A government debate on children’s social care hosted by the Backbench Business Committee took place yesterday. In an unusual move, the Committee did not send out details about the debate before it was held in the House of Commons.
The debate which was sponsored by Tim Loughton MP and initially scheduled to take place in October, was quietly cancelled last year without notice after thousands of parents across the UK expressed interest in the discussion. Some families had set aside funds to travel down to the event, while others had arranged to take the day off work at personal expense to attend. Backbench Committee debates are open to the public. Families across the country reacted to the cancellation with disappointment, while some parents criticised the government for what they felt was a cowardly decision.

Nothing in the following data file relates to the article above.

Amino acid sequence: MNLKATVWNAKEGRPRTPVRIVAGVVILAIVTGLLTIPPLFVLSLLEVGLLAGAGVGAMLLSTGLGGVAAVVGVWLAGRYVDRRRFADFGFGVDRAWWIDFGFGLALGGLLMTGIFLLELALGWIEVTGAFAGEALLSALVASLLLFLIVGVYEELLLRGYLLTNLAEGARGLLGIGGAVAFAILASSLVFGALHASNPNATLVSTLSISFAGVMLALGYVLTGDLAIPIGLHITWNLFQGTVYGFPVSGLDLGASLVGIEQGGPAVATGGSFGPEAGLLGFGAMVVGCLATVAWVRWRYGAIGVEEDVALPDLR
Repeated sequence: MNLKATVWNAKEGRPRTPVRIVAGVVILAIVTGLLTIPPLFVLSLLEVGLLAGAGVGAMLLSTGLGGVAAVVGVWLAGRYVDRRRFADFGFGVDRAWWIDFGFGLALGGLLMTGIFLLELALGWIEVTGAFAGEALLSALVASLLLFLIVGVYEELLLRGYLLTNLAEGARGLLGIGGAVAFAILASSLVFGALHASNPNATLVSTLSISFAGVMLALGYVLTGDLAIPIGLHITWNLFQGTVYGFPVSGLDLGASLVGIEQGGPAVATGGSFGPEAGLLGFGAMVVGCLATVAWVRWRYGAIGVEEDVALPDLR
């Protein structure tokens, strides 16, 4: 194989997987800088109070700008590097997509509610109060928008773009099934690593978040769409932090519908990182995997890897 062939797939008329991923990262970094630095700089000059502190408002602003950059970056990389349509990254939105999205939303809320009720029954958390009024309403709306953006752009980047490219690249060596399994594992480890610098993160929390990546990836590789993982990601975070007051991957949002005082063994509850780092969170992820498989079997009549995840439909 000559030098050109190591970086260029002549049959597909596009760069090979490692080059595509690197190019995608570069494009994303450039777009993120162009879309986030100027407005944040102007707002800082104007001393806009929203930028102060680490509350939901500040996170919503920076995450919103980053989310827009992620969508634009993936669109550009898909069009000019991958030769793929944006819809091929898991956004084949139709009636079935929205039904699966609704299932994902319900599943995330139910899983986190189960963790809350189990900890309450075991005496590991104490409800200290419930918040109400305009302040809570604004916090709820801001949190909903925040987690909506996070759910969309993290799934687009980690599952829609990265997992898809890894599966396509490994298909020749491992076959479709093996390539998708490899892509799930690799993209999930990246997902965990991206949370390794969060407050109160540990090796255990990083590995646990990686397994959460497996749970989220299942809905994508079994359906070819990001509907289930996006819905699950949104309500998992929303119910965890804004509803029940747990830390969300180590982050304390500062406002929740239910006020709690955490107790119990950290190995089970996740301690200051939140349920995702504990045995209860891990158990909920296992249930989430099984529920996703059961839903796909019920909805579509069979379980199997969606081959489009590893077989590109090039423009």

We asked Tim for a further update on the event in November, but did not receive a response. The children’s social care debate which took place on 17 January first came to this site’s attention this morning, after seeing a tweet by Labour MP, Emma Lewell-Buck which featured a video clip of her speaking at the event. Unlike the original discussion set to take place in October, the debate held yesterday afternoon did not feature in any of the Backbench Committee’s email updates.
The committee also failed to provide timely and detailed information about the event through its own dedicated page on the Parliament website, choosing this time round to publish only the bare minimum on a sub-page of a Research Briefings section within the site just two days before the event. The page does not offer any information on the time-slot for the debate, who is hosting it, where it will be held in the Commons or when a transcript of the discussion might be available. The only information offered is a summary report on children’s social care.
The debate was opened by Tim Loughton MP and started at around 3pm. Discussions went on for two hours, ending at 5pm. MPs who took part included Parliamentary Under Secretary Nadhim Zahawi, Emma Lewell-Buck, Alex Burghart, Karen Lee, Lyn Brown, Vicky Ford, Laura Smith, Mohammad Yasin and Luke Pollard. You can watch the discussion on Parliament TV.
Many thanks to Michael Roberts for sharing the link to the debate on Parliament TV.